Walking around town with a laptop
uncovers interesting tidbits about the neighbors. Kristen McQuillin scans the airwaves.
driving" is the latest craze in the US. This is not about tanks, or Hummers, or even
road rage, but wireless laptops. Armed with an 802.11 wireless card, a packet sniffer, and
a GPS system, American computer hackers are hopping into their cars to make maps of
wireless computer networks around town. Why? Because once an open wireless network is
discovered, a few minutes of observation and a little tinkering lets the observer join the
network to use it for Internet access, spying on neighbors, or a bit of industrial
Wireless networks are run on radio frequencies and normally broadcast within about a
100-meter radius. Instead of music, they broadcast network packets-the inscrutable
information that computers use to talk to one another-that allow network users with
laptops to roam freely within broadcasting distance. It's the network packets that war
drivers are peeking into.
Because wireless networks broadcast to anyone who is listening, authorized users or not,
it's wise to install security on them. WEP, Wireless Encryption Protocol, is built into
wireless cards and relatively simple to implement. It takes each packet and encrypts it so
that only a listener with the right key can decode it and use the information. A truly
determined hacker can crack WEP encryption in less than a week, but if repelling casual
onlookers is all that's necessary, WEP is adequate. However, many networks don't use it.
In the spirit of experimentation-but lacking a car-we decided to stroll through our
neighborhood with a wireless laptop. No one suspected we were "war walking," but
passersbys turned their heads to watch us using the computer and exclaiming in glee as we
investigated our local airwaves.
In the course of three blocks, six networks appeared. Only one was encrypted, leaving five
open to our sniffer. The sniffer looks for traffic on the network and displays the IP
addresses of the local computers and the ones they are connecting to (websites and email
servers, for example). We took at peek at the traffic on three of the networks and found
one user logging onto AOL and another at Yahoo! Japan. The third sniff got us connected to
a corporate intranet where we viewed some web pages under development.
If we had been really lucky, we might have found a printer on the network and surprised
someone with a friendly message. Our dark side wished we'd found someone surfing porn
(great blackmail fodder), but our victims were innocent, and our war walk was harmless to
everyone. But consider this: if we can read your network traffic so easily, so can
competitors, blackmailers, and malevolent hackers.
Won't you be my neighbor?
Not everything about open wireless is sinister. As the technology becomes truly affordable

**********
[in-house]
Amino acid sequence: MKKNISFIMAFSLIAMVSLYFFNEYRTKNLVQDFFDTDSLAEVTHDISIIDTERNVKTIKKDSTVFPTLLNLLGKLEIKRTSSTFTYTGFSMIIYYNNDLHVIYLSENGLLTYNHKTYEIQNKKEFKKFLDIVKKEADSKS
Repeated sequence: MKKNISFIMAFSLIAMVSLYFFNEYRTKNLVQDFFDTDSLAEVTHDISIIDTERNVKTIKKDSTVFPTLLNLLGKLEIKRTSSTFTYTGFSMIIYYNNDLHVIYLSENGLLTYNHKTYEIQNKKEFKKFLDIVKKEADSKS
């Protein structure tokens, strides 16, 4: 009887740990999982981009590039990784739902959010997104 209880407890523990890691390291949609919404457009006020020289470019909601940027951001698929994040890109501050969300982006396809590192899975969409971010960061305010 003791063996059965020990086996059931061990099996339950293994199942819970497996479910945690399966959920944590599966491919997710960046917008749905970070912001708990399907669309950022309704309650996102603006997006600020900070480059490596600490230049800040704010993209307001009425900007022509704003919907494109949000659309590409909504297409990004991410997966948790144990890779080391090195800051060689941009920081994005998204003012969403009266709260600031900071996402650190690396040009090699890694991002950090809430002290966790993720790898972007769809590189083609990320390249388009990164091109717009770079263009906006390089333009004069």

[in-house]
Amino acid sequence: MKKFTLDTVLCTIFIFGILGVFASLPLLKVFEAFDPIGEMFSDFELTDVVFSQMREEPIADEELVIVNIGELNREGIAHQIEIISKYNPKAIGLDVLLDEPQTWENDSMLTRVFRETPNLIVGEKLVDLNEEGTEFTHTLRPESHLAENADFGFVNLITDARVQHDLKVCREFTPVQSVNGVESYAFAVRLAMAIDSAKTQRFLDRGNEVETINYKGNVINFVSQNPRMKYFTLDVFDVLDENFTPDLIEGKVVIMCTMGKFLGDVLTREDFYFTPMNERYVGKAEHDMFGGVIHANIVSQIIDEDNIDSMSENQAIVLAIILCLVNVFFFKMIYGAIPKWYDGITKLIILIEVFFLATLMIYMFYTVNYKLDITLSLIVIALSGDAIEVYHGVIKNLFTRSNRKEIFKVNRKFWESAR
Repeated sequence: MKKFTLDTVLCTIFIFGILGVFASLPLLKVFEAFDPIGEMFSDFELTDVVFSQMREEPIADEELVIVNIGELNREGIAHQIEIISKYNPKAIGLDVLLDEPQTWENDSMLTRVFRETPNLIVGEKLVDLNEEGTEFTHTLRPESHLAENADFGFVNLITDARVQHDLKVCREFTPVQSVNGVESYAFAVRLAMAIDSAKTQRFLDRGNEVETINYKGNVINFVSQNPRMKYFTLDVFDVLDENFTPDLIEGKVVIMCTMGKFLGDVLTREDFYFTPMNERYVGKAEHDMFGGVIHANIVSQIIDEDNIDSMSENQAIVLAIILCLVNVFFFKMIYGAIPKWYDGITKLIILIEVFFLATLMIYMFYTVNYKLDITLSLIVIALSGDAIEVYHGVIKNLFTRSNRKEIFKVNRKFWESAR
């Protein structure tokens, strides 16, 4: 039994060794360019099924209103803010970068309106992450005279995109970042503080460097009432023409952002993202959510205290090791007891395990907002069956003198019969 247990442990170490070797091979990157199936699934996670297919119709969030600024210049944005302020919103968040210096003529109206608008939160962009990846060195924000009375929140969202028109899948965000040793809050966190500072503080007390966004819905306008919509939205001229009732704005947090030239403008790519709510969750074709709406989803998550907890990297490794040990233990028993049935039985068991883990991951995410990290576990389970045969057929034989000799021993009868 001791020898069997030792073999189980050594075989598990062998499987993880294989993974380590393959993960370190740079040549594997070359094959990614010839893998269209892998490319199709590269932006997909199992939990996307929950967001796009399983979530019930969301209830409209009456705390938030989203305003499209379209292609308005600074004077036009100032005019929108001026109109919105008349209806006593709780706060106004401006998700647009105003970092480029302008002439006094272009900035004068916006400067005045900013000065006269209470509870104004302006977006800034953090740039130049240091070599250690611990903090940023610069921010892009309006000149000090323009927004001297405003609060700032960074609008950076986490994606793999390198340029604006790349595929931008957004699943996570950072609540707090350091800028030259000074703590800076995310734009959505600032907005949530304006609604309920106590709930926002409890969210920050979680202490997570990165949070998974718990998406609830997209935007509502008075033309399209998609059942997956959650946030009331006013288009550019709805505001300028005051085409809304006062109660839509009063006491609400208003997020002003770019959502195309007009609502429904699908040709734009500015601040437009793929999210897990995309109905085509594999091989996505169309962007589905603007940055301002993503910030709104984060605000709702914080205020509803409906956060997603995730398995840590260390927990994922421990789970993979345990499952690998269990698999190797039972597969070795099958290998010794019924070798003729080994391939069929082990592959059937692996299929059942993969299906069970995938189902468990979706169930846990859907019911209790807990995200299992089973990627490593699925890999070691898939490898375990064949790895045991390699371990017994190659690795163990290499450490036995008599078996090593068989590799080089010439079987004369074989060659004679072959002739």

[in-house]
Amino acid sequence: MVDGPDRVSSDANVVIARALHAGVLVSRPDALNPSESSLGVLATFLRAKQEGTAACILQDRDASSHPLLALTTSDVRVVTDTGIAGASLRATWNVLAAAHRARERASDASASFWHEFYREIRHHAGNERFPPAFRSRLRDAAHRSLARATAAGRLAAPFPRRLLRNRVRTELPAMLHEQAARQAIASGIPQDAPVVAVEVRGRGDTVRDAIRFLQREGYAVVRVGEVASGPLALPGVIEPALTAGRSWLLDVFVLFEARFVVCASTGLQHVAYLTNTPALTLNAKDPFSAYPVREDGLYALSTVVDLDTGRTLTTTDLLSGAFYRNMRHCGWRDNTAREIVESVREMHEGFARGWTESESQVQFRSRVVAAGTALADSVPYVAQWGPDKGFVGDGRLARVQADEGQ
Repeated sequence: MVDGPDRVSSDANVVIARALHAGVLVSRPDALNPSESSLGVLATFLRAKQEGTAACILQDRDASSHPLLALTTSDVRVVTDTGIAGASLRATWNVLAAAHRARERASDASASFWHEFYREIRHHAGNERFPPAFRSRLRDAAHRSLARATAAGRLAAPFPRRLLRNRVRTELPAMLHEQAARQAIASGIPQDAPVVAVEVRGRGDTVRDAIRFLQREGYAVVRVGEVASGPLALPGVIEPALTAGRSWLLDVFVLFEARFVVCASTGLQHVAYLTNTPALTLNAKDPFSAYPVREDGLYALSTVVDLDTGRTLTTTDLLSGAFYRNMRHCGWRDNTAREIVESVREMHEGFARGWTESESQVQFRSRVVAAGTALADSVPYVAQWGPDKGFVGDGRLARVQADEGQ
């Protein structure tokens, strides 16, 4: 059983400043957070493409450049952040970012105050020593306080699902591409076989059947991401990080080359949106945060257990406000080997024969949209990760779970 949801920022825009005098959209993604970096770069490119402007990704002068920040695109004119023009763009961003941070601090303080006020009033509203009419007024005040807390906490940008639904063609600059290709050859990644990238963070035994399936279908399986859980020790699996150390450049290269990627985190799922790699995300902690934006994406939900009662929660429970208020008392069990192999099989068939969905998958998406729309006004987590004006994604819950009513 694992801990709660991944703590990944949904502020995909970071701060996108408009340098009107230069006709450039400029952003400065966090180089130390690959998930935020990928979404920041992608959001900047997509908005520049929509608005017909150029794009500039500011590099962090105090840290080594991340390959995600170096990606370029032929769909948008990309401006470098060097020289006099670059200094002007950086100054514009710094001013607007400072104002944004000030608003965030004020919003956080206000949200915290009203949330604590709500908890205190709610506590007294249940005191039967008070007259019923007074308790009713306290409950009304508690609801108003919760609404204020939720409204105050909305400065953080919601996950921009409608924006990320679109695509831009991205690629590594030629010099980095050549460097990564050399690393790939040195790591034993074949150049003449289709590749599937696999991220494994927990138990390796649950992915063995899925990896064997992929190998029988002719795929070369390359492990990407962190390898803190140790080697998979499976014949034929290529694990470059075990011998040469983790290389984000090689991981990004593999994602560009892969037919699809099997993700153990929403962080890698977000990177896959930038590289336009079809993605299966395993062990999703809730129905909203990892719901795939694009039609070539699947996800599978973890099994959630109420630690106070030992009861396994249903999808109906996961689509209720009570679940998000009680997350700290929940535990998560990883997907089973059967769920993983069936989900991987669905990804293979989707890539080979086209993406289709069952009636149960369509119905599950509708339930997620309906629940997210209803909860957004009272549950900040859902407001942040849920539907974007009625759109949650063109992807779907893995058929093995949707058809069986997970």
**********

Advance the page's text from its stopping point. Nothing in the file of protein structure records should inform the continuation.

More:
(a wireless card costs about JY13,000), grassroots organizations in the US, Europe and
Australia are setting up wireless community networks that share high-speed Internet
access. Each participant registers his computer and connects to others in the wireless
neighborhood. One or more of the members of the network have broadband access to the
Internet, creating a shared system.
To date, nobody's created a Tokyo neighborhood wireless community, but considering the
concentration of networks in our neighborhood alone, it shouldn't be too long before we
see them springing up.
In the meantime, SpeedNet, a consortium of TEPCO, Microsoft and SoftBank, is implementing
a wireless Internet system for a fee. With wireless transmitters atop utility poles in
locations just outside Tokyo, SpeedNet is poised to bring high-speed Internet to such
exotic locales as Tsukuba, Chiba, and Kanagawa.
Would you like wireless with that?
Restaurants and coffee shops are already getting into the wireless act. Select Starbucks
locations in the US offer wireless access and the chain hopes to expand that service to
more outlets. Yahoo! Café in Harajuku is situated on the second story of a large
Starbucks and offers free Internet access from their showcase of wireless laptops. You
don't get the mobility of wireless, though, since Yahoo's laptops are rooted to desks.
MOS Burger is dishing up wireless in five of its stores in an experiment that runs through
December. They've teamed up with NTT Communications and Malco to offer free Internet
access to customers in Ginza, Shibuya, Kanda, and elsewhere.
If you're hungry for a more substantial meal with your email, Brendan's Pizzakaya in Nishi
Azabu is offering Internet access to diners who bring their own wireless-enabled laptops.
If you don't have your own wireless gear, don't despair. Download Station in Otemachi will
loan you a laptop and wireless card for up to three hours that you can use for free at any
of the businesses in their complex, including Town Cryer, a British pub. What can compare
to surfing the web while drinking a Guinness?
Yahoo! Café (Starbucks), 5-11-2
Jingumae, tel: 03-3797-6821
Brendan's Pizzakaya, 3-1-19-203
Nishi-Azabu, tel: 03-3479-8383
Town Cryer, Tokyo Sankei Bldg 6F, 1-7-2
Otemachi, tel: 5204-2201